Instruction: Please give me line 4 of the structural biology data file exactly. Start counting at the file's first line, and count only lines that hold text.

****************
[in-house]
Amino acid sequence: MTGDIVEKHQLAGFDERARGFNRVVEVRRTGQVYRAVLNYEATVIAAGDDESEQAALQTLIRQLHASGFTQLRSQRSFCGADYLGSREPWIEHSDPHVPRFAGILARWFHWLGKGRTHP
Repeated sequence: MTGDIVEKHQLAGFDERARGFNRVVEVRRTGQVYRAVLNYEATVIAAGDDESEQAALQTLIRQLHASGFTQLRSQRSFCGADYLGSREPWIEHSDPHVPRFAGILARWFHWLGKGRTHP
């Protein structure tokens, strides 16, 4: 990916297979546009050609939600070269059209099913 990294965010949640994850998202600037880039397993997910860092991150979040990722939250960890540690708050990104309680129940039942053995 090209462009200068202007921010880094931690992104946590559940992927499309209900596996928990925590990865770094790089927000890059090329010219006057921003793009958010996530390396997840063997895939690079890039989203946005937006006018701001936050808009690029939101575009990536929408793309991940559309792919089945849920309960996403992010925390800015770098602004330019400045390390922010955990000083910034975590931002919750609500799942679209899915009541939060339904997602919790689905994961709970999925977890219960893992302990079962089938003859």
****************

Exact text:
């Protein structure tokens, strides 16, 4: 990916297979546009050609939600070269059209099913 990294965010949640994850998202600037880039397993997910860092991150979040990722939250960890540690708050990104309680129940039942053995 090209462009200068202007921010880094931690992104946590559940992927499309209900596996928990925590990865770094790089927000890059090329010219006057921003793009958010996530390396997840063997895939690079890039989203946005937006006018701001936050808009690029939101575009990536929408793309991940559309792919089945849920309960996403992010925390800015770098602004330019400045390390922010955990000083910034975590931002919750609500799942679209899915009541939060339904997602919790689905994961709970999925977890219960893992302990079962089938003859």